• I may need to borrow some of your anxiety meds after reading this. My son gets his driving permit this fall. I am trying to imagine the day I send him off in a car by himself. I’m thinking of planting some kind of tracking device under his skin while he’s sleeping. You handled this well though. It was hell for you but you did the right thing letting him go. Those 97 seconds when he didn’t return your call? They have NO IDEA what that does to us.

  • I tweeted about son’s most recent accident – 2 wks ago he was following too closely in rush-hr traffic, rear-ended an Audi which nonetheless did $2600 damage to plastic parts…
    His 1st words when he called me???
    “Mom don’t freak out but I had an accident!”
    Easy for YOU to say mijo!!!

  • Glad he’s ok and you stayed reasonably calm considering the circumstances. I remember my mom always telling me call when I got home as I was leaving to drive back to college and thinking, “seriously mom, I’ll be fine.” Now I do it to her when she visits me and is leaving for home. I don’t know what we ever did before cell phones.

  • I don’t know how I’m going to handle it when my boys start driving (or flying space cars by then as they’re only 4 and 1.5). But I do know that I am still kind of freaking out about the possibility of putting my 4 year old in preschool this fall. I am not a helicopter mom when it comes to most things, but that’s being without him for a good 25 hours a week! How did you ever make it to 17?!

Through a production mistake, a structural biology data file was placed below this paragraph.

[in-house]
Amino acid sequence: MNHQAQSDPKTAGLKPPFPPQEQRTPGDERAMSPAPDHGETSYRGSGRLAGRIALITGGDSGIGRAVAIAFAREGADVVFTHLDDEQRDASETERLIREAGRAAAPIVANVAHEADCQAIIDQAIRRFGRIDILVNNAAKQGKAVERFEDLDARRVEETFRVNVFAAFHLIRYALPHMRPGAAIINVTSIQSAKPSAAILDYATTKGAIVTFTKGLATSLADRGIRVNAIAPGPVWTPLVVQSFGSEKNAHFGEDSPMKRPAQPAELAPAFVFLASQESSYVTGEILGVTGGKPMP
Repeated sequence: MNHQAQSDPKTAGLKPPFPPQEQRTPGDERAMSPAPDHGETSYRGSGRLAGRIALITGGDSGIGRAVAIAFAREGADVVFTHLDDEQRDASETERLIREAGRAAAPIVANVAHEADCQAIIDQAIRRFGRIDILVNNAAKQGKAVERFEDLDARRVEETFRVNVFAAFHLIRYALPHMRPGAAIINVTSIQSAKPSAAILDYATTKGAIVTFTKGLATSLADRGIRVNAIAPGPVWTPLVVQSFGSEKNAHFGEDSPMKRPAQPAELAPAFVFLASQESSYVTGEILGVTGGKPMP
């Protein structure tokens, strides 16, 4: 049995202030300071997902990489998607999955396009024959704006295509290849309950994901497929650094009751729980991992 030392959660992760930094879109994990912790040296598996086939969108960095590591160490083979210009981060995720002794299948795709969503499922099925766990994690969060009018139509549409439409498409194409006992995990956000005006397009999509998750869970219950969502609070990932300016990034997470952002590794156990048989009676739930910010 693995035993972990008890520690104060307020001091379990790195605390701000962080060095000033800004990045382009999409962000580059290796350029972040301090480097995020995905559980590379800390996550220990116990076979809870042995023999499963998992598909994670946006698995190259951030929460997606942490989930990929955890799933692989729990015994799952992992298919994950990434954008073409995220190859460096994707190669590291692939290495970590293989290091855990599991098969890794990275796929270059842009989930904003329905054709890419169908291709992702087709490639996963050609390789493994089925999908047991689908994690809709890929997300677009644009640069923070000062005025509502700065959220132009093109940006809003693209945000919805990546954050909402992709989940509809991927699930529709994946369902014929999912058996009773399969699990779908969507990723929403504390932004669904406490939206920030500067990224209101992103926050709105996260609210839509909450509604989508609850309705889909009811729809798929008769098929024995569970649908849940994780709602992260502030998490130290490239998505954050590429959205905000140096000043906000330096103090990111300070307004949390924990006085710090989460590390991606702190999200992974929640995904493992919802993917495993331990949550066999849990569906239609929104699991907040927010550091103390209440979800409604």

• Well he sounds like a very sensible young man, so… good job M!!! It’s really important to know how to handle an accident, even a fender-bender. Some folks just freak the fuck out and cannot drive for awhile (or ever again). My 2 older kids are in their twenties and are too lazy to get their licenses despite my nagging (what the hell am I doing?). My youngest is old enough to start driving too, but shows no interest. I worry that they’ll wait too long and then kinda give up on it forever. Damn! I’ll have to take the bus everywhere when I’m an old doll.

    • He really does have a solid head on his shoulders…except when he doesn’t. Haha. He’s a little skittish about driving, but not enough to NOT do it..so that’s good. Good luck getting those kids behind a wheel!